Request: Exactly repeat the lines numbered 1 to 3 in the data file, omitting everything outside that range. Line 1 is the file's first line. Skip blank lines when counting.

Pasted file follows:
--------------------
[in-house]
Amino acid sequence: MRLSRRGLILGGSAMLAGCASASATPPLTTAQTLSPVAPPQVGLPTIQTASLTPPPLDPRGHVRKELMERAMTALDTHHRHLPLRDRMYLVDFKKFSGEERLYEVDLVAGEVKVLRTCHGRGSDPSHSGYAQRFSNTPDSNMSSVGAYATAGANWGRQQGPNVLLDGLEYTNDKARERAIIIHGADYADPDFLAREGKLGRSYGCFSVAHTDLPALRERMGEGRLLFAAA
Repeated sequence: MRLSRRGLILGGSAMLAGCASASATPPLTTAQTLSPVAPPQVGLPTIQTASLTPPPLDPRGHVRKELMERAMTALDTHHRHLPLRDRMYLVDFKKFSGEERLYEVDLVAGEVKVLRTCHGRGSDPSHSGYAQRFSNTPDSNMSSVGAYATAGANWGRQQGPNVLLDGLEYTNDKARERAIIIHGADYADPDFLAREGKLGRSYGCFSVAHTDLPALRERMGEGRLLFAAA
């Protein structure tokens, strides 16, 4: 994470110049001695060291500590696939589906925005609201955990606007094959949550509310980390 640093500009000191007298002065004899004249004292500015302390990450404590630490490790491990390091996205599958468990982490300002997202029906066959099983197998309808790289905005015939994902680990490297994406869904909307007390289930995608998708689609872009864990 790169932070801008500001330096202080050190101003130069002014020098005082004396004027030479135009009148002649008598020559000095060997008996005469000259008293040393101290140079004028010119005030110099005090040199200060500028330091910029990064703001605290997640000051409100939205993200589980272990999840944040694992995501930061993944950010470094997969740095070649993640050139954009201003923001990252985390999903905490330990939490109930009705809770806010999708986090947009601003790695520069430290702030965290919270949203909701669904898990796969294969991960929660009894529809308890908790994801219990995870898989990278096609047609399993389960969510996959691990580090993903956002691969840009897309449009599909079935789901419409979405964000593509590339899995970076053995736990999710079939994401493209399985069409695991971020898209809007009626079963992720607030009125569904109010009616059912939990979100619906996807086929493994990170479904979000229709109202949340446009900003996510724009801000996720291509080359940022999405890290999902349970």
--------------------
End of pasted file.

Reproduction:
[in-house]
Amino acid sequence: MRLSRRGLILGGSAMLAGCASASATPPLTTAQTLSPVAPPQVGLPTIQTASLTPPPLDPRGHVRKELMERAMTALDTHHRHLPLRDRMYLVDFKKFSGEERLYEVDLVAGEVKVLRTCHGRGSDPSHSGYAQRFSNTPDSNMSSVGAYATAGANWGRQQGPNVLLDGLEYTNDKARERAIIIHGADYADPDFLAREGKLGRSYGCFSVAHTDLPALRERMGEGRLLFAAA
Repeated sequence: MRLSRRGLILGGSAMLAGCASASATPPLTTAQTLSPVAPPQVGLPTIQTASLTPPPLDPRGHVRKELMERAMTALDTHHRHLPLRDRMYLVDFKKFSGEERLYEVDLVAGEVKVLRTCHGRGSDPSHSGYAQRFSNTPDSNMSSVGAYATAGANWGRQQGPNVLLDGLEYTNDKARERAIIIHGADYADPDFLAREGKLGRSYGCFSVAHTDLPALRERMGEGRLLFAAA